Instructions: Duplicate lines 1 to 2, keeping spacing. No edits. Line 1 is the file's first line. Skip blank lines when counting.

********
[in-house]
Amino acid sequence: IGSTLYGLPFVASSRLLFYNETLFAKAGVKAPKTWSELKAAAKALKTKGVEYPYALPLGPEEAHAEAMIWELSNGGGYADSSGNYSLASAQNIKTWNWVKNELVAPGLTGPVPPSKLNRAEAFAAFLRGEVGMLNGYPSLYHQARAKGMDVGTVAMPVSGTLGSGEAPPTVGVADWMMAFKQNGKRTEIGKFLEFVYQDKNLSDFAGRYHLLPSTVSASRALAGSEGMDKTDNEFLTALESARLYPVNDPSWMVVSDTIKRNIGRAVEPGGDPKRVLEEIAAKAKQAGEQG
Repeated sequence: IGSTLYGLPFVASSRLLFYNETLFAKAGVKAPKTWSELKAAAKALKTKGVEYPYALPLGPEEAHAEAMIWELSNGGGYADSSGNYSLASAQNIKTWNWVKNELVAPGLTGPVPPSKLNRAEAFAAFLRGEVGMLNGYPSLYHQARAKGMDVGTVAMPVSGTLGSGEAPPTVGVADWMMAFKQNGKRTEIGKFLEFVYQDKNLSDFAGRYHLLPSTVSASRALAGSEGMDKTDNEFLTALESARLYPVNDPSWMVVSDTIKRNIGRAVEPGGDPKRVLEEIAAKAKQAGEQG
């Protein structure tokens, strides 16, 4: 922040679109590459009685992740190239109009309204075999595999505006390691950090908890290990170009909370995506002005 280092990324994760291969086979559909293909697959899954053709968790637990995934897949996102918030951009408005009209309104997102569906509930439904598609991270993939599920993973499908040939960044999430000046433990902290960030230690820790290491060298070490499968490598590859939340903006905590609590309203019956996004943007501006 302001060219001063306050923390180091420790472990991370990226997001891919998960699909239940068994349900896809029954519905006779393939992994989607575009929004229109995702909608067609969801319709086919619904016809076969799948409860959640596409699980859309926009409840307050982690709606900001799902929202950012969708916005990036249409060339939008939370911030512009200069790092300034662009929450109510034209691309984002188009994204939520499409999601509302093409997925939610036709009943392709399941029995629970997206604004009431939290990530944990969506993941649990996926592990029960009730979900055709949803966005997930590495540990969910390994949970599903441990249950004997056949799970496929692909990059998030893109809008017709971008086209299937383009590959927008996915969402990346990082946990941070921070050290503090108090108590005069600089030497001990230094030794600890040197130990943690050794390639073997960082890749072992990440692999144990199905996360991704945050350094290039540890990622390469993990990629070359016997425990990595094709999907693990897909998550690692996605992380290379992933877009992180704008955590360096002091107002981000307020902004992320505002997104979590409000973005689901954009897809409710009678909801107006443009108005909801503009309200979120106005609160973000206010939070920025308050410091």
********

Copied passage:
[in-house]
Amino acid sequence: IGSTLYGLPFVASSRLLFYNETLFAKAGVKAPKTWSELKAAAKALKTKGVEYPYALPLGPEEAHAEAMIWELSNGGGYADSSGNYSLASAQNIKTWNWVKNELVAPGLTGPVPPSKLNRAEAFAAFLRGEVGMLNGYPSLYHQARAKGMDVGTVAMPVSGTLGSGEAPPTVGVADWMMAFKQNGKRTEIGKFLEFVYQDKNLSDFAGRYHLLPSTVSASRALAGSEGMDKTDNEFLTALESARLYPVNDPSWMVVSDTIKRNIGRAVEPGGDPKRVLEEIAAKAKQAGEQG